18. January 2011 14:54
Usually, bullying is associated with school students and playgrounds. But according to a 2010 Zogby International Survey, “35% of United States employees have been bullied in the workplace before, about 11% have been cyberbullied, and an additional 15% have been witness to other coworkers being bullied”. As computers and Internet become a reality of everyday work, cyber-activities become more and more dominant in the workplace. Cyber bullying can include sending of offensive emails, blog posts, comments on popular social websites (such as Facebook or Twitter). Similar statistics indicates, that “81% of bullies in the workplace are managers, which intimidates employees to keeping quiet, so a lot of cyberbullying goes unreported”. And according to the National Institute of Occupational Safety Health (NIOSH), mental illness caused by bullying in the workplace results in a loss of employment amounting to $19 billion and a $3 billion loss in productivity.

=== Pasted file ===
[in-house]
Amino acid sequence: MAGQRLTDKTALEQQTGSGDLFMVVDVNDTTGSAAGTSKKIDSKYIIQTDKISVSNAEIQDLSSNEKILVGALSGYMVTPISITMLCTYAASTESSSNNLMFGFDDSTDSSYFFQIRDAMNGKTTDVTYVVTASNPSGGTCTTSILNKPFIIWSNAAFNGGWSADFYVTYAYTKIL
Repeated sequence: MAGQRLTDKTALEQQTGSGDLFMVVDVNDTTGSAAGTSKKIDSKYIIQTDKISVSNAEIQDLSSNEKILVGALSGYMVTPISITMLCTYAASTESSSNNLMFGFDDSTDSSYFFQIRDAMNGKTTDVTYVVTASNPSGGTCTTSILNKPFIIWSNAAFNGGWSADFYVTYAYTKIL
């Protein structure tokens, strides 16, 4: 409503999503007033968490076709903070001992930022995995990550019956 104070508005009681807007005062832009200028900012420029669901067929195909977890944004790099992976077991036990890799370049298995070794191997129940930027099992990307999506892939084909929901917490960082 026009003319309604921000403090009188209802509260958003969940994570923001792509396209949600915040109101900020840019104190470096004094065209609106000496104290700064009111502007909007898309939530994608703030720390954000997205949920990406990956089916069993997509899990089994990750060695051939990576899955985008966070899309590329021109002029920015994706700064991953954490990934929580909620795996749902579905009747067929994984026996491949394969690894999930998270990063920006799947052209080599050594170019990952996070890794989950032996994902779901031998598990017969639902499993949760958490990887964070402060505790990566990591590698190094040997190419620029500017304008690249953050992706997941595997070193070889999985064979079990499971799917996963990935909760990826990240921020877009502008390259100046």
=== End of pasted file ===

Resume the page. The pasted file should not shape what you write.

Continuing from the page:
In 2010 Healty Workspace Bill has been introduced in 18 states. It received an overwhelming support from the public and legislators and now it is well on its way to becoming law and substantially changing legal rights of victims of cyberbullying. This bill puts responsibility for cyber bullying in the workplace on employers, who should provide save (in all senses) environment for workers.
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